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Does anyone know good way to profile a sorting algorithm in java(sequential and fork join) ? because the running time is too short (sorting list size 5000..), System.nanoTime() seems not work properly.

I plan to run same test case many times (1000) and get rid of first 100 results (avoid HotSpot compiler problem) and do an average of running time using System.nanoTime(). Any suggestion on this ?

Thanks a lot!

Can I do this way ?

double count = 0;
double start, end;
for(int r = 0; r < warmup; r++) {
    // do test
}
for(int t = 0; t < runs; t++){
    start = System.nanoTime();
    // do test
    end = System.nanoTime();
    count += start - end;
}
double avg = count/avg
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3 Answers

up vote 1 down vote accepted

I can assure you that nanoTime() does work and if you want to avoid all hotspot warmup you need to run it 10K times. You should find that a sort of 5K element is fairly quick and even 1K test is not very much. You need to write a test which produces reproduce-able results. If you haven't, that is down to you to fix the test because it not very good.

I suggest you try it and see what results you get.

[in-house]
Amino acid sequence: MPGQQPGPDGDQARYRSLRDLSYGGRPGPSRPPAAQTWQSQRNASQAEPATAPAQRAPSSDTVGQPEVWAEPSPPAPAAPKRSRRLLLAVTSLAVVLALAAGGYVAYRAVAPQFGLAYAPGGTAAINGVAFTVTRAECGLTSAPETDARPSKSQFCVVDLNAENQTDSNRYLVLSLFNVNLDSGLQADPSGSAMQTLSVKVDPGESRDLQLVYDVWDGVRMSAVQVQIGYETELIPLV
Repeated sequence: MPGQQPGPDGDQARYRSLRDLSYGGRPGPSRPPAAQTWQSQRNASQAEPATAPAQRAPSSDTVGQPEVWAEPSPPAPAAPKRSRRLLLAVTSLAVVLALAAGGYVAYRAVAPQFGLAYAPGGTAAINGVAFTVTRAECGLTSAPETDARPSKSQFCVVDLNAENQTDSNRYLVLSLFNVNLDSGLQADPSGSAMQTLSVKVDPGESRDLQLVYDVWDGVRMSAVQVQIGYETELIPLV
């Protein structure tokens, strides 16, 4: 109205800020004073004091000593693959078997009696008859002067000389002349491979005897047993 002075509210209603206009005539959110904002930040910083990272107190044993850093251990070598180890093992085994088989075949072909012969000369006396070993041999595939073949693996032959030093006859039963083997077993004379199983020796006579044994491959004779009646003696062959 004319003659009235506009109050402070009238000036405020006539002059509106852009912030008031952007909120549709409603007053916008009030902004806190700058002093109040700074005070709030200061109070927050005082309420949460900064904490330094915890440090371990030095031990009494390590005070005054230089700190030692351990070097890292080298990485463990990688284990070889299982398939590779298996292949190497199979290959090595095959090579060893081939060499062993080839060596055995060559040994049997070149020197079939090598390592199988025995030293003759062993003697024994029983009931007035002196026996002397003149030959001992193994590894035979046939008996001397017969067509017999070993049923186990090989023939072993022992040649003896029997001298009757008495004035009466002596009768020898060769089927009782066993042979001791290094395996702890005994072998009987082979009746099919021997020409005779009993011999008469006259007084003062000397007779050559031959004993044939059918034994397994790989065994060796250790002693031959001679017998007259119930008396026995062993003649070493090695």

On an old computer, a sort of 5K random int values takes about 500 us. Note: sorting a sorted array will not give you same result. (so you cannot sort the same array each time)

A simple way to run a test a certain number of times ignoring the first N runs is to do.

long start = 0;
for(int r = -warmup; r < runs; r++) {
    if (r == 0) start = System.nanoTime();
    // do test
}
long avg = (System.nanoTime() - start)/runs;
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You mean 10K times sorting same list or get rid of first 10k runs result ? thanks –  Ang Dec 2 '10 at 22:05
    
The warmup can take 10K iterations. So you need to do more than this and discard the first 10K. However in this case I suspect, you will get pretty close to this result after a few 1000. In any case, 10K takes about 5 seconds. –  Peter Lawrey Dec 2 '10 at 23:26
    
Can I test using this way: –  Ang Dec 3 '10 at 3:48
    
double count = 0 for(int r = 0; r < warmup; r++) { // do test } for(int t = 0; t < runs; t++){ start = System.nanoTime(); // do test end = System.nanoTime(); count += start - end; } double avg = count/avg –  Ang Dec 3 '10 at 3:52
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If the real-world running time is too short to benchmark, it's probably not worthwhile to optimize it.

If you're only sorting lists of 5000 elements, it's probably best to go with the simplest solution rather than prematurely optimizing it. If your lists are significantly larger, then you should be benchmarking on those large lists instead of smaller ones.

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Do you know any good way if I do need such info ? thanks –  Ang Dec 2 '10 at 22:06
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Start by sorting a larger list. I'd say 50,000,000 elements is more reasonable if you're trying to compare benchmark times.

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